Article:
Families who enjoy this movie will also enjoy No Way to Treat a Lady, Strangers on a Train and Memento.

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Crime Drama Thriller

Panic Room

Posted on December 13, 2002 at 5:17 am

This thriller, in the claustrophobic mode of “Rear Window”, finds Meg (Jodie Foster), a recent divorcee, and her combative daughter Sarah (Kristen Stewart), trapped in the secret vault/bomb shelter/safe room set up by their apartment’s previous owner, a paranoid millionaire with a squabbling family. The least favorite cousin, Junior (Jared Leto), has broken into the apartment with the help of security expert Burnham (Forest Whitaker) and tag-along psycho Raoul (Dwight Yoakam). The bad guys want in to the vault, where the old millionaire hid his millions. The girls just want to get out, but the protected phone line inside the room hasn’t been activated yet (they just moved in).

This is not a movie about insight into the human condition or subtle, complex characters. This is just a movie about scaring the heck out of you, and it does that very expertly.

Jodie Foster’s inner mama tiger takes over and escalates as the burglars take more and more drastic steps to try and enter the impregnable vault, and Kristen Stewart moves from being a tough, sullen teen to a tough, sullen, wily teen. On the outside, Forest Whitaker gets to play the good bad guy, while Mr. Leto and Mr. Yoakam act progressively more evil.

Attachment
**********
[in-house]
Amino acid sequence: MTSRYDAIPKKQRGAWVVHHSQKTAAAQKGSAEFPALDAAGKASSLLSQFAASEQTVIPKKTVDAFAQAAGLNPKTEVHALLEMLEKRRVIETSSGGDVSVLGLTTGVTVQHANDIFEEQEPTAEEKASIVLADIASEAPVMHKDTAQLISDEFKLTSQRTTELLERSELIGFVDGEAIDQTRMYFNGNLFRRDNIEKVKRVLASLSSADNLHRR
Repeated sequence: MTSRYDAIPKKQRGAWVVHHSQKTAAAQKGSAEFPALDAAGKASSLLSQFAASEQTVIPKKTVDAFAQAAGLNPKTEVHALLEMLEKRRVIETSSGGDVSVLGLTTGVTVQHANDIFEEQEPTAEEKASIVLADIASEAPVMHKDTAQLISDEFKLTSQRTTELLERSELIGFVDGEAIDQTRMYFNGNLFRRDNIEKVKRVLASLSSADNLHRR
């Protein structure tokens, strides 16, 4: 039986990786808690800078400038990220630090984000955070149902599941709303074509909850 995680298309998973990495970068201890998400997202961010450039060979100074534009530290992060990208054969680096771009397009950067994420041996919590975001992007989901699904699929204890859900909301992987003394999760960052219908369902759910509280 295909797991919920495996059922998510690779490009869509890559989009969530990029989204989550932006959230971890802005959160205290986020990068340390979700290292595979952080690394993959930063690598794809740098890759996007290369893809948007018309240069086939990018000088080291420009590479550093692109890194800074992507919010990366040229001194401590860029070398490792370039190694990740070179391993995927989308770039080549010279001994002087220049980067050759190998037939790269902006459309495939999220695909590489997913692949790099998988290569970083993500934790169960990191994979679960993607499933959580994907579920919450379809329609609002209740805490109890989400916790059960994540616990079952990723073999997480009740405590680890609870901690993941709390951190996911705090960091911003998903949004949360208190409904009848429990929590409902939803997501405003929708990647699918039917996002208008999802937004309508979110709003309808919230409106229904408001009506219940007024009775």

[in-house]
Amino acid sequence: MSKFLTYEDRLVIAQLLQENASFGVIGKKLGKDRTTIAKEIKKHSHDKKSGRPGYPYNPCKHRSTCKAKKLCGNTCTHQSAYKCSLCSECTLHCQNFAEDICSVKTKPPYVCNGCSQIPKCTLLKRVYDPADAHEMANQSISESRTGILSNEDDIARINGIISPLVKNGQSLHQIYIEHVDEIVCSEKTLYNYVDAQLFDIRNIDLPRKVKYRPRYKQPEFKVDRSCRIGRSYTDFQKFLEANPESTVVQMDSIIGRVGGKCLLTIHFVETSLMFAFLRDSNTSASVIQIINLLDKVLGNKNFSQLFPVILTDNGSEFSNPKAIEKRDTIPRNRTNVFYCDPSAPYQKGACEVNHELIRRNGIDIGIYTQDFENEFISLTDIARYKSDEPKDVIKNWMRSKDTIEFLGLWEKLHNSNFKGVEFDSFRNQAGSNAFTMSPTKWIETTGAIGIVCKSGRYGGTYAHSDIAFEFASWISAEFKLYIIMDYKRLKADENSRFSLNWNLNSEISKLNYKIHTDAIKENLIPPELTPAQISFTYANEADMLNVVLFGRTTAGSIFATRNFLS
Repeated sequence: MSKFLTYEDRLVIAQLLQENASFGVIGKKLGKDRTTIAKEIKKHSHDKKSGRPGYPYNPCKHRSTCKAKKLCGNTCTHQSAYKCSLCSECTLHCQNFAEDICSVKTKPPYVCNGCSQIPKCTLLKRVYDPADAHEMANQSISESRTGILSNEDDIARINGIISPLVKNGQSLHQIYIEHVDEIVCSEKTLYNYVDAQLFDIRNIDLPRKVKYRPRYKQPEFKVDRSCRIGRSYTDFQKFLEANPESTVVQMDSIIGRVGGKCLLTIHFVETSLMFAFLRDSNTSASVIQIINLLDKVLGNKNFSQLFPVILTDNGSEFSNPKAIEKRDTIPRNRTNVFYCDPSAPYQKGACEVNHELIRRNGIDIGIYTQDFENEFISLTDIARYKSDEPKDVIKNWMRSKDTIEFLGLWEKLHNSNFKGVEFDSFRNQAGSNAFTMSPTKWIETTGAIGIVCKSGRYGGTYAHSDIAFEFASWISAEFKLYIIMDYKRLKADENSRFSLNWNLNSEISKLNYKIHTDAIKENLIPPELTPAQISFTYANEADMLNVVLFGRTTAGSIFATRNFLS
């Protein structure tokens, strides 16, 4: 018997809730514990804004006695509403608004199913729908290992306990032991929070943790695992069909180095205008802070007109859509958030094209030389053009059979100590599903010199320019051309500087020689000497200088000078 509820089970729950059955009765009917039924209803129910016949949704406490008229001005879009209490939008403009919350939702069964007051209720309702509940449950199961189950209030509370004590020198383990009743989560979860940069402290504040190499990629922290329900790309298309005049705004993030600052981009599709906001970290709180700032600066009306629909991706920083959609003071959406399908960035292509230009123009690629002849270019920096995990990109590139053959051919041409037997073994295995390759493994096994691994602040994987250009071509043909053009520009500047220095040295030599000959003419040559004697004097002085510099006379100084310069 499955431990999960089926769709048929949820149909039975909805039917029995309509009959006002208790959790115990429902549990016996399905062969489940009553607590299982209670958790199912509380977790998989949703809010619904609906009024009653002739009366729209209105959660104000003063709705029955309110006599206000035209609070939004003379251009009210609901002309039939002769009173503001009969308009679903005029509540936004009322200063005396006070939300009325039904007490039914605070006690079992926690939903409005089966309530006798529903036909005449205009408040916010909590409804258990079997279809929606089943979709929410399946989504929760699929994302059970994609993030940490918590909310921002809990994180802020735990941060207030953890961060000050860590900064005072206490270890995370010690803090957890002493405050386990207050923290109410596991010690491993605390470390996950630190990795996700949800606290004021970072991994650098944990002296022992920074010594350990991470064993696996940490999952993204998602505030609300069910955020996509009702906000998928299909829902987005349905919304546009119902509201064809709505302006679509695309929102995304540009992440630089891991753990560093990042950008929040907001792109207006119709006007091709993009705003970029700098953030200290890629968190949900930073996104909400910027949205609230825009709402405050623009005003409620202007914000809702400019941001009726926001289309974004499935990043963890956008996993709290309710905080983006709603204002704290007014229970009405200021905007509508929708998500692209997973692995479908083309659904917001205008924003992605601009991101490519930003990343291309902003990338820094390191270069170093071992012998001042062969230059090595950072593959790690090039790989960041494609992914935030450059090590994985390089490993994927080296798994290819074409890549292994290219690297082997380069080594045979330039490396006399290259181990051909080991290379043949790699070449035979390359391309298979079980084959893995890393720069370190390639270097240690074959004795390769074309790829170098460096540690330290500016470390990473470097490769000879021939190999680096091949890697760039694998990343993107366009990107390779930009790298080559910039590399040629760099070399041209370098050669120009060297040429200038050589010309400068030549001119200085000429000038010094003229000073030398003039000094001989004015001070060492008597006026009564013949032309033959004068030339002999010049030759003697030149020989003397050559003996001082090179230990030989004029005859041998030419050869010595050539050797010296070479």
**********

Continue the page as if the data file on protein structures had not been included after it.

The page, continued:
For a story which should have been a claustrophobic battle of wits, too often it’s simply a battle of violence, although there are some riveting action sequences. And while the family dynamics are underdeveloped, the film does show how divorced parents and their children can remain a family even after separation.

Parents should know that the movie has extreme suspense and some graphic violence. A child is in peril. Characters use strong language.

Families who see this movie should discuss what the characters do to escalate the level of violence, and how acting from emotions as opposed to reason can aggravate problems, no matter how satisfying it may seem at the time. Divorced families will be especially interested in Sarah’s father, who has in no way abandoned his daughter.

Families who enjoy this movie will also enjoy the director’s other movies (very mature material), “Seven” and “Fight Club.”

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Action/Adventure Drama Family Issues Thriller

The Maltese Falcon

Posted on December 13, 2002 at 5:17 am

Plot: Sam Spade (Humphrey Bogart) is a private detective. A woman who says her name is Ruth Wonderly (Mary Astor) comes to see him, asking for help in finding her sister. Sam sends his partner, Miles Archer (Jerome Cowan) to follow her when she meets Floyd Thursby, the man she thinks her sister is with, and both Archer and Thursby are killed. It turns out that the woman has given him a false name. She is really Brigid O’Shaughnessy, and it turns out it is not her sister she is seeking, but a small, jeweled statue of a falcon, and she is mixed up with some people who will do anything to get it.